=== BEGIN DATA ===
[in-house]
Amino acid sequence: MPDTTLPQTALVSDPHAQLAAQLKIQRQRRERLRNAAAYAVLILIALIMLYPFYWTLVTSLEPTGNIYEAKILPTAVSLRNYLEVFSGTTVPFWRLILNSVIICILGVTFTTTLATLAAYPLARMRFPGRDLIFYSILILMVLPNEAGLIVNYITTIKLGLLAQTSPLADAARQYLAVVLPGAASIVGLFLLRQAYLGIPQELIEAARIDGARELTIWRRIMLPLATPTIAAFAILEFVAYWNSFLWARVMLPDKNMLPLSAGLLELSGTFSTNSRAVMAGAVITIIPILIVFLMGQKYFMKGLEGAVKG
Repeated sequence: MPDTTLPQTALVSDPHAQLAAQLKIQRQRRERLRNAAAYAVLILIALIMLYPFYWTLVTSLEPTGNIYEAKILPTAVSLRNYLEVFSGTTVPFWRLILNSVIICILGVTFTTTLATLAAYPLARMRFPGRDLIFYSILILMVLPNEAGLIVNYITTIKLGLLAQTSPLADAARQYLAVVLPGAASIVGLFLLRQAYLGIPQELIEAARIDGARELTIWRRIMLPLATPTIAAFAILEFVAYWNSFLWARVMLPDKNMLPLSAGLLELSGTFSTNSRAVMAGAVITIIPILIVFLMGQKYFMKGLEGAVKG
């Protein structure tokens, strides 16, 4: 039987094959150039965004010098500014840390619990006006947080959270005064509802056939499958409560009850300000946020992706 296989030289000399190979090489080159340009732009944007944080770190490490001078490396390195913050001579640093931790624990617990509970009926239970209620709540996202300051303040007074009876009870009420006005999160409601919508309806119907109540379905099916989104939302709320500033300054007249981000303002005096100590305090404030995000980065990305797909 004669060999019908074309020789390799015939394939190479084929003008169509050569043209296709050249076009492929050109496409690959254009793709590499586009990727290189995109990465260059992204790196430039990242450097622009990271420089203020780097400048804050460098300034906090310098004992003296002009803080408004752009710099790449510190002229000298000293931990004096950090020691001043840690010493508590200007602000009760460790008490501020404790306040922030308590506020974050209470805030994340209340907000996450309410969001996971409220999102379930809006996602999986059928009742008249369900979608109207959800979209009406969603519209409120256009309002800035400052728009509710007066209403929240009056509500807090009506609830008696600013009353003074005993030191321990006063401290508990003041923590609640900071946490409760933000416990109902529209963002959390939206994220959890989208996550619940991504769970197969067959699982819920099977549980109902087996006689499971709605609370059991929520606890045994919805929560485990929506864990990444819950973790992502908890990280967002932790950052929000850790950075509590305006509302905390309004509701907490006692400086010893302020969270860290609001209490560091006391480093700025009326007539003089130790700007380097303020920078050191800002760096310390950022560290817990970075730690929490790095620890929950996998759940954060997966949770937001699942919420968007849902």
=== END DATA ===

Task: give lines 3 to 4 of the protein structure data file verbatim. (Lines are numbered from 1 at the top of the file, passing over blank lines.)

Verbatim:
Repeated sequence: MPDTTLPQTALVSDPHAQLAAQLKIQRQRRERLRNAAAYAVLILIALIMLYPFYWTLVTSLEPTGNIYEAKILPTAVSLRNYLEVFSGTTVPFWRLILNSVIICILGVTFTTTLATLAAYPLARMRFPGRDLIFYSILILMVLPNEAGLIVNYITTIKLGLLAQTSPLADAARQYLAVVLPGAASIVGLFLLRQAYLGIPQELIEAARIDGARELTIWRRIMLPLATPTIAAFAILEFVAYWNSFLWARVMLPDKNMLPLSAGLLELSGTFSTNSRAVMAGAVITIIPILIVFLMGQKYFMKGLEGAVKG
């Protein structure tokens, strides 16, 4: 039987094959150039965004010098500014840390619990006006947080959270005064509802056939499958409560009850300000946020992706 296989030289000399190979090489080159340009732009944007944080770190490490001078490396390195913050001579640093931790624990617990509970009926239970209620709540996202300051303040007074009876009870009420006005999160409601919508309806119907109540379905099916989104939302709320500033300054007249981000303002005096100590305090404030995000980065990305797909 004669060999019908074309020789390799015939394939190479084929003008169509050569043209296709050249076009492929050109496409690959254009793709590499586009990727290189995109990465260059992204790196430039990242450097622009990271420089203020780097400048804050460098300034906090310098004992003296002009803080408004752009710099790449510190002229000298000293931990004096950090020691001043840690010493508590200007602000009760460790008490501020404790306040922030308590506020974050209470805030994340209340907000996450309410969001996971409220999102379930809006996602999986059928009742008249369900979608109207959800979209009406969603519209409120256009309002800035400052728009509710007066209403929240009056509500807090009506609830008696600013009353003074005993030191321990006063401290508990003041923590609640900071946490409760933000416990109902529209963002959390939206994220959890989208996550619940991504769970197969067959699982819920099977549980109902087996006689499971709605609370059991929520606890045994919805929560485990929506864990990444819950973790992502908890990280967002932790950052929000850790950075509590305006509302905390309004509701907490006692400086010893302020969270860290609001209490560091006391480093700025009326007539003089130790700007380097303020920078050191800002760096310390950022560290817990970075730690929490790095620890929950996998759940954060997966949770937001699942919420968007849902």